In the fifth episode of the wonderful sitcom Rutherford Falls, Nathan and Regan help to judge people’s projects in their local History Fair, and end up getting sucked into a huge debate over whether you can separate the art from the artist. Can we still like the movies from that director who turned out to be a creep, or the books written by that dude who said something offensive? Are we still allowed to listen to music made by (alleged) abusers?
This is the kind of discussion I hear, or witness, constantly of late. So many of our favorite creators have turned out to be kind of gross and awful, making it hard to keep liking their stuff. And whenever this comes up, I can’t help thinking about Samuel Johnson, the famous eighteenth century critic, dictionarian and busybody.
Lemme back up slightly.
Samuel Johnson wrote a book called Lives of the Most Eminent English Poets, in which he talks smack about dead poets, mostly from the seventeenth and eighteenth centuries. And in the section on Abraham Cowley (1618-1667), Johnson says that Cowley wrote a collection of love poems called Mistress that a lot of people really dug. But, adds Johnson:
But the basis of all excellence is truth: he that professes love ought to feel its power. Petrarch was a real lover, and Laura doubtless deserved his tenderness. Of Cowley, we are told by Barnes, who had means enough of information, that, whatever he may talk of his own inflammability, and the variety of characters by which his heart was divided, he in reality was in love but once, and then never had resolution to tell his passion. This consideration cannot but abate, in some measure, the reader’s esteem for the work and the author.
Having knocked Cowley onto the ground, Johnson proceeds to perch on top of him, slapping him repeatedly, saying that he and the other metaphysical poets never quite managed to write poetry, but rather wrote “only verses,” and “very often such verses as stood the trial of the finger better than of the ear; for the modulation was so imperfect that they were found to be verses only by counting the syllables.” Ouch.
Anyway, whenever we get into another debate over whether we should read works without any regard for the artist’s actual life and behavior and stuff, I think of the phrase, “cannot but abate.” Johnson isn’t even accusing Cowley of being a bad person, or of any untoward behavior — he’s just saying that Cowley barely experienced love and never experienced reciprocal love, and therefore his love poetry is invalid. Which… plenty of people have written movingly about experiences they never personally lived through, and unrequited love is still love, etc. etc.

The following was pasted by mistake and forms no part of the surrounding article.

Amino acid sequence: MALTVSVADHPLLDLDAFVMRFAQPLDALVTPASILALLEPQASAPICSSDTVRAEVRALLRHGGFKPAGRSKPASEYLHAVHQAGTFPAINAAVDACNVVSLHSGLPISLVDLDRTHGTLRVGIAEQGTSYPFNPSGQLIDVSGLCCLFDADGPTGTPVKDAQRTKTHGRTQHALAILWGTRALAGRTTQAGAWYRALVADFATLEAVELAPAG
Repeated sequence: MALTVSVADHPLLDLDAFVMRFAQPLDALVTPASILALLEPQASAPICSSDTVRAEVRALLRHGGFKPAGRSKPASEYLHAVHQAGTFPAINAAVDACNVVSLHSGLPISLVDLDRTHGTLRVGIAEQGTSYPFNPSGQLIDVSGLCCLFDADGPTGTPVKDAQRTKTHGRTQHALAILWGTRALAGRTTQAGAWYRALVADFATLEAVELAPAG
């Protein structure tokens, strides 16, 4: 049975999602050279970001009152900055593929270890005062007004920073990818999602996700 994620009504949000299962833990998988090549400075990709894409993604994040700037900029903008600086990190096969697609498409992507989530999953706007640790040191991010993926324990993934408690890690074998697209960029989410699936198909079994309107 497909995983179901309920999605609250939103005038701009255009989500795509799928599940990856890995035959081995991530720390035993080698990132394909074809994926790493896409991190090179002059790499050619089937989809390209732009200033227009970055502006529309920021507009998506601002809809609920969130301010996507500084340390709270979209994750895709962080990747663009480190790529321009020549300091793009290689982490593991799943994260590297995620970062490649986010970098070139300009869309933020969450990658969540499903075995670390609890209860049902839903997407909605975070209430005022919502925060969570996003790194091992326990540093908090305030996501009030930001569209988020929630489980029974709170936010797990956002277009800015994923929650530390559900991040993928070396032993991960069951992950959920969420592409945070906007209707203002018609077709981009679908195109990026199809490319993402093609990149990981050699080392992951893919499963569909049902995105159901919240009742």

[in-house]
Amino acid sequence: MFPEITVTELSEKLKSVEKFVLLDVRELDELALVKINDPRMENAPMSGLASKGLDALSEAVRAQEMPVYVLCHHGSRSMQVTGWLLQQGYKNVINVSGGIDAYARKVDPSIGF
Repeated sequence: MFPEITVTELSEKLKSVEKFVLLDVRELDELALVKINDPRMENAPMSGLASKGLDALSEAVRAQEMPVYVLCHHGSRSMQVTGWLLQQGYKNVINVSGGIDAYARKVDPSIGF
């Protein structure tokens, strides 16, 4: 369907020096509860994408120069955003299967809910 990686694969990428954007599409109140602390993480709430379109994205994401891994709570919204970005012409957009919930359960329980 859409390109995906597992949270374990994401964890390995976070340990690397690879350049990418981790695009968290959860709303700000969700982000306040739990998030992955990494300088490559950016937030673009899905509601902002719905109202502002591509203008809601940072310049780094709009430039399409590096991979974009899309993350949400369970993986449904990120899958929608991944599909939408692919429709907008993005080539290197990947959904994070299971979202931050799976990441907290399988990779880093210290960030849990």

The point is, Johnson wasn’t here for any “death of the artist” nonsense, partly because Roland Barthes hadn’t shown up yet, but partly because Johnson apparently saw the artist’s life as inextricable from his (and it’s all dudes in Johnson’s book) work. Like, for Johnson, what you know about an artist “cannot but” shape how you read their work. And so Johnson dredges up whatever hot gossip he can find and serves it up alongside his own hot takes, and this is all part of how he wants us to think about these poets who are no longer alive to defend themselves.
Johnson has come in for some criticism for this approach, to be sure. According to Wikipedia, The Cambridge History of English and American Literature complains that Johnson “was much more interested in the man than in that part of him which is the author.” And probably most people can agree that Johnson was an asshole.
And yet, the phrase “cannot but abate” keeps coming back to me. Because I think there’s an essential truth to the “cannot but” part — when you find out something about an artist, you can’t help letting it color your judgment of their work. Our critical faculties are entangled with our social brains, and we encounter people’s creative works partly through the filter of our opinions about the creators. We’re not machines, we don’t take in inputs and then render them through some kind of impartial algorithm. A thousand factors can shape your reaction to a work — I can’t tell you how many times I’ve found a book to be not my cup of tea, only to come back to it later in a different frame of mind and find it delightful.